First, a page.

One in five healthcare professionals has experienced breaches of patient data, yet many also say they’re “very confident” in their facility’s ability to protect that data against theft, according to a survey by University of Phoenix College of Health Professions.
Despite increased data breaches in all industries, only a quarter of registered nurses (RNs) have seen changes in the way their companies handle data security over the past year.
The data also reveals a worrying disconnect between healthcare professionals’ confidence in protecting sensitive patient data and the actual protection of that data.
Some 48% of RNs and 57 percent of administrative staff say they are “very confident” their institution can safeguard patient records against potential data theft. At the same time, only 25 percent of RNs and 40 percent of administrative staff cited data security & privacy improvements over the past year.
The University acknowledges that the healthcare industry is “one of the highest targeted by cybercriminals, due to its heavy reliance on technology and vast amount of available patient data.”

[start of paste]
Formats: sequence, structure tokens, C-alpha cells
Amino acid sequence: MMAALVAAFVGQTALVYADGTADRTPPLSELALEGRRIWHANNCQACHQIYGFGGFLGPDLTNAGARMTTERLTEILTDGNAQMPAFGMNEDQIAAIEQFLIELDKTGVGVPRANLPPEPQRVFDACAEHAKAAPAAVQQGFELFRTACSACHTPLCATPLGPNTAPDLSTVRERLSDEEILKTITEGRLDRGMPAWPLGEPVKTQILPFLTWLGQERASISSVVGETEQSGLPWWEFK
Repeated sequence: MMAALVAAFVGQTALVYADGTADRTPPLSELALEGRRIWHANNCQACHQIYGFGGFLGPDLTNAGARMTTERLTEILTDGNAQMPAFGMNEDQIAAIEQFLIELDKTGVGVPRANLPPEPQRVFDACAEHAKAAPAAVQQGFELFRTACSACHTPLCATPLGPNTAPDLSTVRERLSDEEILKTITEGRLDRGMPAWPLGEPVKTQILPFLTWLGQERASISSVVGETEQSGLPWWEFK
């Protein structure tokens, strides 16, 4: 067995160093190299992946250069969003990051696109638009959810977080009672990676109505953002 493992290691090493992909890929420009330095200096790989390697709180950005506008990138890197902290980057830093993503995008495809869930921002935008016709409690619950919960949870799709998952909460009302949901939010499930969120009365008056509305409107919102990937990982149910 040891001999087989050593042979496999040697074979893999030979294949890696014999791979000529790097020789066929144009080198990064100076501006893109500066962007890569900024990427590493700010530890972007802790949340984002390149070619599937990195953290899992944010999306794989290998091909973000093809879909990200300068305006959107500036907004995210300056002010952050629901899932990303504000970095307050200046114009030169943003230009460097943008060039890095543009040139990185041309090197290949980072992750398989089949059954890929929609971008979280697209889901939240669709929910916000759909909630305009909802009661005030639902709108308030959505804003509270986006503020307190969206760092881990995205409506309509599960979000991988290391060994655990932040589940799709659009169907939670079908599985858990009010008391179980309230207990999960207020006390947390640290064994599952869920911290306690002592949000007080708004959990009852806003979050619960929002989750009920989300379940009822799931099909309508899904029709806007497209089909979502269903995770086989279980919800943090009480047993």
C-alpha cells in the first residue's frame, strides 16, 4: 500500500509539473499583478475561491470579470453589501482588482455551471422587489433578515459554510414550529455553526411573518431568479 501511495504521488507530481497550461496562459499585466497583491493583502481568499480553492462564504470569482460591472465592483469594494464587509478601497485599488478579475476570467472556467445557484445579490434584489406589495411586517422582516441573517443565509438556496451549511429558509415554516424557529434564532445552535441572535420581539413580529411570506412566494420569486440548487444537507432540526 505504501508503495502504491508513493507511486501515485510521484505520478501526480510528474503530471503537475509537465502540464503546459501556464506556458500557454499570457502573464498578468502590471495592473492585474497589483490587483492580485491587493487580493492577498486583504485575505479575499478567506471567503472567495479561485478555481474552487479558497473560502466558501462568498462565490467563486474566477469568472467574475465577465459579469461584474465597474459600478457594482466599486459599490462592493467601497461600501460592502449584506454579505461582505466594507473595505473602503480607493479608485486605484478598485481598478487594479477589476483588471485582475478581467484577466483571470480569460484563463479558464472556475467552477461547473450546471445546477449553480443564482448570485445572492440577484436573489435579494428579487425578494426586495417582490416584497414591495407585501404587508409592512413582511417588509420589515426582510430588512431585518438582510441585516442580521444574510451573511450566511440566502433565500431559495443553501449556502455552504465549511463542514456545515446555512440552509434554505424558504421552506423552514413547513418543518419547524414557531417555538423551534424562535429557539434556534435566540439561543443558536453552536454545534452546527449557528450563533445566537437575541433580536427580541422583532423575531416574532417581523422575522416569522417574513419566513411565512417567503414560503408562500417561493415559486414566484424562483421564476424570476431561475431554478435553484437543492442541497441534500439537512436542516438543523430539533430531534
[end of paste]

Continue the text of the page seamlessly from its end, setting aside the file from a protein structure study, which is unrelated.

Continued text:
Research by Cryptonite NXT supports this claim. According to the company’s Health Care Cyber Research Report for 2017, stolen medical records make for a terrific extortion tool.
One example is the London Bridge Plastic Surgery data breach three months ago, when The Dark Overlord cybercriminal group hacked the high-profile clinic and stole graphic images of celebrities undergoing plastic surgery. The purpose behind the breach was believed to be extortion. No reports confirm this theory, but it’s possible the group got what they were after and kept a lid on it.
Dennis Bonilla, executive dean for the College of Information Systems and Technology at University of Phoenix, believes healthcare providers (HCPs) are “extremely susceptible to human error.”
“If one employee accidently invites malicious malware into a system, the impact can be catastrophic. To limit the amount of breaches, cybersecurity governance must improve,” Bonilla said.
Again, the University’s findings can be easily supported with real-life examples. The WannaCry ransomware attack in May 2017 revealed just how easily malware could move laterally in a computer network.
As avid readers know, the UK’s National Health Service lost hundreds of thousands of patient records in the attack, which leveraged unpatched Windows computers. Patients with life-threatening conditions had to be put on hold, and the financial consequences to NHS were devastating.
On a positive note, nurses and staff administrators agree that additional support and training is needed for healthcare privacy and security. The survey also found that HCPs are taking some steps to better protect patient data, such as updated privacy and access policies, role-based access to sensitive information, and enhanced data surveillance.